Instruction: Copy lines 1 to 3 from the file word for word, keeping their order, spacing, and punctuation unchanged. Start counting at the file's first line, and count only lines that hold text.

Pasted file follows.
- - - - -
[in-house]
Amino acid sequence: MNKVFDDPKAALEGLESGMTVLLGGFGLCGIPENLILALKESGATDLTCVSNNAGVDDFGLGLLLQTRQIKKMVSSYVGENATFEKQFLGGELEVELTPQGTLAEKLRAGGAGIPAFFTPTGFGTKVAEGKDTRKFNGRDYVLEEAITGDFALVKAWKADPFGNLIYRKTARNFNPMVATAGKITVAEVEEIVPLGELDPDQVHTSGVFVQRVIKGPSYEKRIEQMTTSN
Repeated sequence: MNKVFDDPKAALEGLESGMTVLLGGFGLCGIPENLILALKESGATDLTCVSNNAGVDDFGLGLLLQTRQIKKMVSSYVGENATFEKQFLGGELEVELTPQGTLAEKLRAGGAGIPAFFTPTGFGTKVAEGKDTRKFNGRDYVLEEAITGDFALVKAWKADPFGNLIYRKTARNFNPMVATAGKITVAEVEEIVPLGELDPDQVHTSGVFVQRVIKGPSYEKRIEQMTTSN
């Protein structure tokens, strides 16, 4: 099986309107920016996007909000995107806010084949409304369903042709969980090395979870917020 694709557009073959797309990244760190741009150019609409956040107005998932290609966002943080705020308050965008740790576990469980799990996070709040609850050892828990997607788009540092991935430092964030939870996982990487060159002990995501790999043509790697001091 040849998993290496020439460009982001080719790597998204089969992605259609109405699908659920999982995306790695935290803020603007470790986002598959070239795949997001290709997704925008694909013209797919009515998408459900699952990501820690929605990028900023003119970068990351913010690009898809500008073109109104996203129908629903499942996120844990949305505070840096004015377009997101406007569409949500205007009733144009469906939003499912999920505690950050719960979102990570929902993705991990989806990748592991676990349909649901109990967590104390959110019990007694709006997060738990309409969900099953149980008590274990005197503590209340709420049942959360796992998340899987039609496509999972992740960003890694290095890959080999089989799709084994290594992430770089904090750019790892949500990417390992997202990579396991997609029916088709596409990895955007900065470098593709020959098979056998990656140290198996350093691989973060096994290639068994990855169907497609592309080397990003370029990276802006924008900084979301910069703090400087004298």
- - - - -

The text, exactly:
[in-house]
Amino acid sequence: MNKVFDDPKAALEGLESGMTVLLGGFGLCGIPENLILALKESGATDLTCVSNNAGVDDFGLGLLLQTRQIKKMVSSYVGENATFEKQFLGGELEVELTPQGTLAEKLRAGGAGIPAFFTPTGFGTKVAEGKDTRKFNGRDYVLEEAITGDFALVKAWKADPFGNLIYRKTARNFNPMVATAGKITVAEVEEIVPLGELDPDQVHTSGVFVQRVIKGPSYEKRIEQMTTSN
Repeated sequence: MNKVFDDPKAALEGLESGMTVLLGGFGLCGIPENLILALKESGATDLTCVSNNAGVDDFGLGLLLQTRQIKKMVSSYVGENATFEKQFLGGELEVELTPQGTLAEKLRAGGAGIPAFFTPTGFGTKVAEGKDTRKFNGRDYVLEEAITGDFALVKAWKADPFGNLIYRKTARNFNPMVATAGKITVAEVEEIVPLGELDPDQVHTSGVFVQRVIKGPSYEKRIEQMTTSN